- Year of publication: 2016
- Source: Show
- Pages: 5-6
- DOI Address: -
There is a village on the Asian shore of the Bosphorus, initially called Adampol, but now known as Polonezköy. The Polish village is located 40 km. east of Istanbul, and was established by Poles in the nineteenth century as a shelter for the country’s immigrant community. This bound the destinies of many Poles with Turkey in the nineteenth century. Once people described the village „Soplicowo on the Bosporus”. Although the Polish village in Turkey has lost much of its original character through time, it remains one of the most extraordinary centres of Polish immigrants in the world (Wyszynska, 2016). This paper analyzes the main problems in Polonezköy and investigates how Polonezköy takes an important place in bilateral relations between Turkey and Poland.
Shmuel N. Eisenstadt has fundamentally modified the classical theory of modernization. Over the course of his work, which is connected with the changes of sociological theory since the 1950s, he has executed a turn from the comparative analysis of institutions to the research program of comparative civilizations. The research program of multiple modernities has emerged out of this attentional shift coming from the First Research Program 1986, which led to “multiple modernities” and to the Second Research Program 2003. A key milestone was the critique of the theory of structural differentiation as the main process underlying the sociostructural evolution of societies; this began with The Political Systems of Empires (1963), along with the development of convergence theories of modernization, which have had impact on contemporary sociological theory beginning with that same book. In the meantime, the research program of multiple modernities now continues into the Third Research Program of Multiple Modernities, Membership, and Globalization 2016 and its implementation (Preyer and Sussman, 2016a, b). Firstly, I will show how the program seeks to sketch an updated vision of the theoretical systematization of research on globalization since the 1990s. Secondly, I will go on to sketch the foci of research within the Third Research Program in our era of globalization; finally, I shall outline some consequences of changes in the research situation within sociological theory.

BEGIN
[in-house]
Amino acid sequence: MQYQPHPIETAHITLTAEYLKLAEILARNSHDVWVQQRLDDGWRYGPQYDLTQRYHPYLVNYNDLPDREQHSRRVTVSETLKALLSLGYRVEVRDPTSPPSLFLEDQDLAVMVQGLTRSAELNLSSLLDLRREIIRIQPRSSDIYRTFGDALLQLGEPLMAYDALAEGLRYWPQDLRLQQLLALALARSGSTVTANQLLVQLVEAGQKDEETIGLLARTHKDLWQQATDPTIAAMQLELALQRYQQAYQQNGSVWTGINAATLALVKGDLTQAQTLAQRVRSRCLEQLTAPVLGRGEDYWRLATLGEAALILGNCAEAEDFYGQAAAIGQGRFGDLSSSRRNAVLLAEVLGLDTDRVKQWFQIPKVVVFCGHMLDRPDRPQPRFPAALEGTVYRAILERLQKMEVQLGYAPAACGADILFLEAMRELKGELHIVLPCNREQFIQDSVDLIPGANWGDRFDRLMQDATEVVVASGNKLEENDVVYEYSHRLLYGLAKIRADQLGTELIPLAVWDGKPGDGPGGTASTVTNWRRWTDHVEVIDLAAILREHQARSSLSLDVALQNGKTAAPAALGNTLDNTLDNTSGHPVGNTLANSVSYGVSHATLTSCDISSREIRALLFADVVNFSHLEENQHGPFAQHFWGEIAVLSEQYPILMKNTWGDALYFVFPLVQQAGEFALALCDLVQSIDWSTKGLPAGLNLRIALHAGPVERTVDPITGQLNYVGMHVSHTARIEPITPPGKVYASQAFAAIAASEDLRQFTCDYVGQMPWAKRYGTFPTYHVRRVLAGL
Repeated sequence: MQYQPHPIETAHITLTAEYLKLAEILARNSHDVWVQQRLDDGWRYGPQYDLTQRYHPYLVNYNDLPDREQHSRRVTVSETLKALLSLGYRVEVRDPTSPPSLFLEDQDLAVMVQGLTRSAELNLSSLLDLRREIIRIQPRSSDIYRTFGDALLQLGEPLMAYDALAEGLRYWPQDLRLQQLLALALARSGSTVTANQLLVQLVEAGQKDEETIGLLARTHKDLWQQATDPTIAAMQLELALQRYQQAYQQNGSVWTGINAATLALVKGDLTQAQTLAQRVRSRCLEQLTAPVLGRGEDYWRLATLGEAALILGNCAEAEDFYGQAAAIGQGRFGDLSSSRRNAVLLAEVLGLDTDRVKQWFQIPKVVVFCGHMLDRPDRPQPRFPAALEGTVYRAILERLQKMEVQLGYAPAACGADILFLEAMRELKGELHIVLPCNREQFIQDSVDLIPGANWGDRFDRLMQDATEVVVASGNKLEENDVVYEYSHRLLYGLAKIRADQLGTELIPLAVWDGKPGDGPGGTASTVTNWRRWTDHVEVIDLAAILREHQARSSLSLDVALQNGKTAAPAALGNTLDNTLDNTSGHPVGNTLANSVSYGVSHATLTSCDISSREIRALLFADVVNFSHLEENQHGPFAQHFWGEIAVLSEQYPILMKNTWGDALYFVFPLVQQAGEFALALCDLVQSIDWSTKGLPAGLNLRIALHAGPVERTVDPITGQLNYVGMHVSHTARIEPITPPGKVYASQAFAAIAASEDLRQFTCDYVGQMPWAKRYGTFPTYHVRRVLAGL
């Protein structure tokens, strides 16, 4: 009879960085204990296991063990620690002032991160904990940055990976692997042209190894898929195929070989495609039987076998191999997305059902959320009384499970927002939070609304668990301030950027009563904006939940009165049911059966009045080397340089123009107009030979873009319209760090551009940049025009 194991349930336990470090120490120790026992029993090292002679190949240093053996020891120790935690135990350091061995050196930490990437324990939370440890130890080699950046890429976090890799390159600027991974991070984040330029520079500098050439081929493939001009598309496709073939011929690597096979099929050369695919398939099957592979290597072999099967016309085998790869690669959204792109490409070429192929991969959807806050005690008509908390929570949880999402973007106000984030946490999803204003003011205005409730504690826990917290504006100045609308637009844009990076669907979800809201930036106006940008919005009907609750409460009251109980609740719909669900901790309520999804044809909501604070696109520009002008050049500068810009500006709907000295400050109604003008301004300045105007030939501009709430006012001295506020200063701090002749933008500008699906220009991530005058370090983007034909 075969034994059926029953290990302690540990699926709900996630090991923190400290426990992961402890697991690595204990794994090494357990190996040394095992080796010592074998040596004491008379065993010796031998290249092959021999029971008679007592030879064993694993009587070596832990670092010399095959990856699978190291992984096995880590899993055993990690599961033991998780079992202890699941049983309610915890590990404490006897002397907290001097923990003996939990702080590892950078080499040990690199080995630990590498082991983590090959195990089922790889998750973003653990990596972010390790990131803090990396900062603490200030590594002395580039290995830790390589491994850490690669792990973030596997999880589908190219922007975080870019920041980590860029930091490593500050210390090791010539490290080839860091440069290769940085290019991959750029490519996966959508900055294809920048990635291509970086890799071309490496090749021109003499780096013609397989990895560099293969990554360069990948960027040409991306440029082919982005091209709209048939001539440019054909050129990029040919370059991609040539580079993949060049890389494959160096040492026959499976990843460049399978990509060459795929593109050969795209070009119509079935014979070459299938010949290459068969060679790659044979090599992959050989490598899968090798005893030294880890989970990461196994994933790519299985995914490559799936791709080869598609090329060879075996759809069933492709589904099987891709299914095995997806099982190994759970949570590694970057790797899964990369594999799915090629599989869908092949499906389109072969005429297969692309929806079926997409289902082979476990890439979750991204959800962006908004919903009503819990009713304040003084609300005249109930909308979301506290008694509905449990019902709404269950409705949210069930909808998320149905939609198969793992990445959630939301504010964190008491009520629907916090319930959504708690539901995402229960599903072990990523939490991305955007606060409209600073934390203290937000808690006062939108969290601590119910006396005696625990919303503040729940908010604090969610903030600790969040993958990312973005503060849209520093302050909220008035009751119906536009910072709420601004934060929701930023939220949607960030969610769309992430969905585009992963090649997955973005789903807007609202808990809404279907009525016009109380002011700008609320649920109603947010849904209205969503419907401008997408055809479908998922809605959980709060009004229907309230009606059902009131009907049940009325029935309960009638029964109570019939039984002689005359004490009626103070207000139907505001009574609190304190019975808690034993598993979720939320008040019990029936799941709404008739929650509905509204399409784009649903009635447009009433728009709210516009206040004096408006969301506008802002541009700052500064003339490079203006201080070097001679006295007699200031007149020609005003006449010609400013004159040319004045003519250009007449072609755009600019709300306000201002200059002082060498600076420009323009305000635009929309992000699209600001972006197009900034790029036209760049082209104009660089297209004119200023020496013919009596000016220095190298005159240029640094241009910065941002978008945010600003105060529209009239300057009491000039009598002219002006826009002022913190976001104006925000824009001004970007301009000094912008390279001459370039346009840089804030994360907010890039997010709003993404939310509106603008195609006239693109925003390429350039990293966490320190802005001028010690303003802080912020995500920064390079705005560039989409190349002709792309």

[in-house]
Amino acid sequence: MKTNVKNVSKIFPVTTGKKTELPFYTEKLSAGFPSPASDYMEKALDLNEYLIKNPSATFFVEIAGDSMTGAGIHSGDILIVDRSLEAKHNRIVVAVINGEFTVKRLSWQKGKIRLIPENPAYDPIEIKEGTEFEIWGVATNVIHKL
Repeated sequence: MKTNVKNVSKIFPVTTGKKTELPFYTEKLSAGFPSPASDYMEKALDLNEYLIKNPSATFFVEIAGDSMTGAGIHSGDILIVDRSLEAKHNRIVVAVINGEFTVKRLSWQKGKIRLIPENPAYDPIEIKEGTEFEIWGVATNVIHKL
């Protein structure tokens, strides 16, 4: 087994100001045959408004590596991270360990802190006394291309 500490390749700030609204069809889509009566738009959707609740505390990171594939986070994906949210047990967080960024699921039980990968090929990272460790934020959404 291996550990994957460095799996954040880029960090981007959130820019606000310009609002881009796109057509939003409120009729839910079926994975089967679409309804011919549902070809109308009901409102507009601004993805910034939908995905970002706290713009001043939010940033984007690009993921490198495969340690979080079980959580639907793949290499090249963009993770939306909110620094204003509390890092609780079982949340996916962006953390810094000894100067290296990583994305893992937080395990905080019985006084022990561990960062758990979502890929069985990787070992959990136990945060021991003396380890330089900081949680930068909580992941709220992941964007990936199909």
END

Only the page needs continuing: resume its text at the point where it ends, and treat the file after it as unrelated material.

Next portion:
The paper aims at reconstructing the fundamentals of the sophistic anthropology. Contrary to the recognized view of the humanistic shift which took place in the sophistic thought, there is evidence that the sophists were continuously concerned with the problems of philosophy of nature. The difference between the sophists and their Presocratic predecessors was that their criticism of the philosophical tradition and the transformative answers given to the old questions were the basis and the starting point of the “ethical” and “rhetorical” part of their intellectual activity. This naturalistic perspective is reflected in their research in the field of medicine and biology, in the discussion about “the human nature”, and in their interest in the individual physiological and mental conditions, which determine the state of the human body and the behaviour of a man. The sophists pioneered in linguistic, rhetorical, and philological studies. To enhance the power of persuasion, they investigated how various mental conditions influenced cognitive processes and physiological reactions. Thus they started a thorough examination of the human psyche, initiating the field of psychology. Although the originality of the sophists in each of the aforementioned aspects is undeniable, a complete picture of the sophists can only be achieved by examining the sources of their thought: the Presocratic philosophical tradition, Hippocratic medicine, and earlier literary tradition.
The main goal of this paper is to reconstruct David Hume’s theory of action from the perspective of the second book Of the Passion in his work A Treatise of Human Nature. My paper will proceed in three steps. In the first part I present the main assumptions of Hume’s views on action together with a general outline of his theory. I show that for Hume action has a uniform character and that there is a constant relation between action and the motive which can be understood as desire or aversion. Next, in the second part, the main elements involved in the process of human activity will be outlined, such as: passions, will, liberty, and reason. Although Hume emphasizes that the passions are the main motive of action, since they have the power to initiate and withhold action, reason also plays an important role. In order to come to a better understanding, I will consider the functions which these elements are playing in human action and some of the problematic issues which are connected with them such as, whether each of the passions can motivate a person to action, what the relationship between passions and will is, and what kind of relation between passions and reason can be found. Finally, in the third and last part of my paper, I will conclude with a schematic outline of human action and the relation between different components engaged in the process of action.